The National Trust in England was founded on 12th January 1895. Its aim was to “promote the permanent preservation for the benefit of the Nation of lands and tenements (including buildings) of beauty or historic interest”. Today, according to the National Trust website (https://www.nationaltrust.org.uk) the National Trust charity protects over 350 historic houses, gardens and ancient monuments which are open to the public.
One of those ancient sites is Corfe Castle in the county of Dorset. Once a Saxon stronghold, then Norman fortress, then Royal Palace. Today its dramatic ruins stand atop a hill on the main route through the Purbeck Hills. Maintained by the National Trust these stunning ruins are open to the public.
The Castle, or what is left of it, so dominates the village beneath its walls that the village itself is also called Corfe Castle. Towering over the tiny village it is easy to imagine how utterly imposing its fearsome stone ramparts must have looked when intact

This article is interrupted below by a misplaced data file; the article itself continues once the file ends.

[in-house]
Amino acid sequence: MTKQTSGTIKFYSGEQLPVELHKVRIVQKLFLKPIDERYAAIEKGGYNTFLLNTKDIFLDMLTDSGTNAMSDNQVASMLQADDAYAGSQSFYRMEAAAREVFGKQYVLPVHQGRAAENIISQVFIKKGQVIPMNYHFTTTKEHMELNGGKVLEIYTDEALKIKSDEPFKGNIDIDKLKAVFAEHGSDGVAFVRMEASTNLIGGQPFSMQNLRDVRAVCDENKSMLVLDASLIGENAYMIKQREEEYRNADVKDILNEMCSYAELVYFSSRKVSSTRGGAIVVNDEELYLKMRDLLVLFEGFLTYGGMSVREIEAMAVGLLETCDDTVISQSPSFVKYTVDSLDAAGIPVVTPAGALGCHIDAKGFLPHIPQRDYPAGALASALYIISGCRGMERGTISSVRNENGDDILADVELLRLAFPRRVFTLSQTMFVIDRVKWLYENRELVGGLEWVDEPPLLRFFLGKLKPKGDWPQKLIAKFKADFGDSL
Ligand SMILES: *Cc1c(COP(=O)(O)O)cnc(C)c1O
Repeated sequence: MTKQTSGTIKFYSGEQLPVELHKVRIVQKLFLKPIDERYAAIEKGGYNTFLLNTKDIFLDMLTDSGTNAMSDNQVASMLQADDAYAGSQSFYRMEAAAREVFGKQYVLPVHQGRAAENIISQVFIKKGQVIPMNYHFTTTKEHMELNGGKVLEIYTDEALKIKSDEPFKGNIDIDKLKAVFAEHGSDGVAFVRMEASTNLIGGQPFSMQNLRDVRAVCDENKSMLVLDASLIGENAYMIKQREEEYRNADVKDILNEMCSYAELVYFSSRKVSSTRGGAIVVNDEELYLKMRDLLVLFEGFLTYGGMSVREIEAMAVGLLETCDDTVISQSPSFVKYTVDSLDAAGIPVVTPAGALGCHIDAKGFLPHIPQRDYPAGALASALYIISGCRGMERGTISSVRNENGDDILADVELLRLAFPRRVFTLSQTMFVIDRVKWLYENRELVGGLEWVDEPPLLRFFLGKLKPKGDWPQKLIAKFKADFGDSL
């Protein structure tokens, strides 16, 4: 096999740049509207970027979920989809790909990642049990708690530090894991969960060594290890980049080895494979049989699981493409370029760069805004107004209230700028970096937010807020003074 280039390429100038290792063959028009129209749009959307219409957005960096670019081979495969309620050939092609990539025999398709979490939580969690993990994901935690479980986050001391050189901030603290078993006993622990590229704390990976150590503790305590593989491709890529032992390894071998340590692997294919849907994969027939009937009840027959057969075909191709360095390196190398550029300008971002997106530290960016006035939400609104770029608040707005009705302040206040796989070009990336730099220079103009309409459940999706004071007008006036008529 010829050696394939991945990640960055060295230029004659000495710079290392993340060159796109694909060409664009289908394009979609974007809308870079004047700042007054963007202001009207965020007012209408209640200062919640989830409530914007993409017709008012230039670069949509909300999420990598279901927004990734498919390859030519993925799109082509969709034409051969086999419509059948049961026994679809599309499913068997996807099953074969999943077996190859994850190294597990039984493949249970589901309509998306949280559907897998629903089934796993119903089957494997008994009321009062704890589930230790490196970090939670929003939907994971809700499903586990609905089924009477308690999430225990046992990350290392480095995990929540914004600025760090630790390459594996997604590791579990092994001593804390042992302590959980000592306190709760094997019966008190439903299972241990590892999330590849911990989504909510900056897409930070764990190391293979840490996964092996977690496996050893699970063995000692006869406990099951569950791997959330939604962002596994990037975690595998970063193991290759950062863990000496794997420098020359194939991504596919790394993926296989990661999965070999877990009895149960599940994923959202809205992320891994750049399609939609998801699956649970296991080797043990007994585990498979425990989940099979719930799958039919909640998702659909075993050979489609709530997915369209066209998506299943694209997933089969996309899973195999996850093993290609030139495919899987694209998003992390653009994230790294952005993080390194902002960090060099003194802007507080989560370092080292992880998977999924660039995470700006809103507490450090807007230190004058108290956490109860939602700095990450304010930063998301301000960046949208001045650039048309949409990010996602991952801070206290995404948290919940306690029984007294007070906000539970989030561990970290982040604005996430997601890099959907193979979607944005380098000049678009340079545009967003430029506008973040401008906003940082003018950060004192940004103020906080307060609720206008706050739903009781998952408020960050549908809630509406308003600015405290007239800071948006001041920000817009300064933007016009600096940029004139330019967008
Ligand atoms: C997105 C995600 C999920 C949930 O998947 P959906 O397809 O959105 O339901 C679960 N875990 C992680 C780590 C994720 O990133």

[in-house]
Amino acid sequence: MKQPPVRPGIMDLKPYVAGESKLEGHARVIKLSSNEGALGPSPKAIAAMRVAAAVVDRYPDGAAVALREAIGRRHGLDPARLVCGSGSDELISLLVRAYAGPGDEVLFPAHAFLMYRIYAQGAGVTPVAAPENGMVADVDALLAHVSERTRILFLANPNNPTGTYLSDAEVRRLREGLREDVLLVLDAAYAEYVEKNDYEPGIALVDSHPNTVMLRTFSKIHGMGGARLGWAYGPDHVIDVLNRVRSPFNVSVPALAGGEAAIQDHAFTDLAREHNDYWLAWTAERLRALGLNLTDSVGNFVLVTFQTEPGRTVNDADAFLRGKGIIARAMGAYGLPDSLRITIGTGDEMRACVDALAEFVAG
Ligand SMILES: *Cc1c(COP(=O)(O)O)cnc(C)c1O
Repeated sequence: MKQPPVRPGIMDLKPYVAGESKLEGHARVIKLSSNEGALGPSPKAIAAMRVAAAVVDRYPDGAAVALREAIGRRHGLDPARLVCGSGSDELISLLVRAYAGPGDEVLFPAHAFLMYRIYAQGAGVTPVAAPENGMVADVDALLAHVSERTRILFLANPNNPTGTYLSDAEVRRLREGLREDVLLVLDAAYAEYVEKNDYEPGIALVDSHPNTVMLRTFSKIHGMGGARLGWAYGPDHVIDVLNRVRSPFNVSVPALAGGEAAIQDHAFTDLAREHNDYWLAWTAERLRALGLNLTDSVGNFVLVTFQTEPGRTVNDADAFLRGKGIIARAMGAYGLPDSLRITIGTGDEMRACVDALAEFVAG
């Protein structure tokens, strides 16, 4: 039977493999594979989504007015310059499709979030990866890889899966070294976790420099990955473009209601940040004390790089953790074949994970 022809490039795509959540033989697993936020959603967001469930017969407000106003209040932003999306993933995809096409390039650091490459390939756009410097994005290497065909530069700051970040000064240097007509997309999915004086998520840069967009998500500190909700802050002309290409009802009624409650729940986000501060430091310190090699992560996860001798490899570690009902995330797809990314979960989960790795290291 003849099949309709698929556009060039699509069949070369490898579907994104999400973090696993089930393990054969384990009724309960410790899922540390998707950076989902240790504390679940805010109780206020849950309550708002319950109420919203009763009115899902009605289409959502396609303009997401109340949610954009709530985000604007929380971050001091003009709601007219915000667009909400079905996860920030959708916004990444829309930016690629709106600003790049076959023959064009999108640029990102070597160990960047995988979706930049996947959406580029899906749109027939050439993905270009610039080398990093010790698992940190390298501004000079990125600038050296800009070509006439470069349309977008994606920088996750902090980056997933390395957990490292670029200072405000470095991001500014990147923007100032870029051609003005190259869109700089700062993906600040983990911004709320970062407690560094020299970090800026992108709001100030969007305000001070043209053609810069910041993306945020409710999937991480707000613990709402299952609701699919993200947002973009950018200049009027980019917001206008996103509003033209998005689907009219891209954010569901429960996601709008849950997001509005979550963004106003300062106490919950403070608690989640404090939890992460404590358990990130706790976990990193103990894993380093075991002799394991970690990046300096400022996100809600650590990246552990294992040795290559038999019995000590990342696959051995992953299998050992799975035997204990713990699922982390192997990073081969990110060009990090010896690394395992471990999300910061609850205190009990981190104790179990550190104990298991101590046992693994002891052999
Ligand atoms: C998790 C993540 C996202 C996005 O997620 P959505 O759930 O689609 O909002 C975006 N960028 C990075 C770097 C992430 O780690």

The village built of local grey Purbeck limestone is delightful. Walking its streets is like stepping back in time. On the day I visited the sun brought out the warmth of the stone softening the grey to light silver.
Rarely, however, are the castle ruins out of sight and your eye is almost always pulled back in their direction however pleasing and distracting the village is. I couldn’t make up my mind whether the village was huddled beneath the fortification to protect it from attacking forces or whether it was cowering from its eponymous neighbour fearful of the stone fist so close by.
And it is to the castle that everyone is eventually drawn. It is a playground for both adults and children alike and it does not take a huge amount of imagination to picture the scenes that have played out within its boundary walls.
If you get the chance, pay Corfe Castle a visit. I promise you will not be disappointed.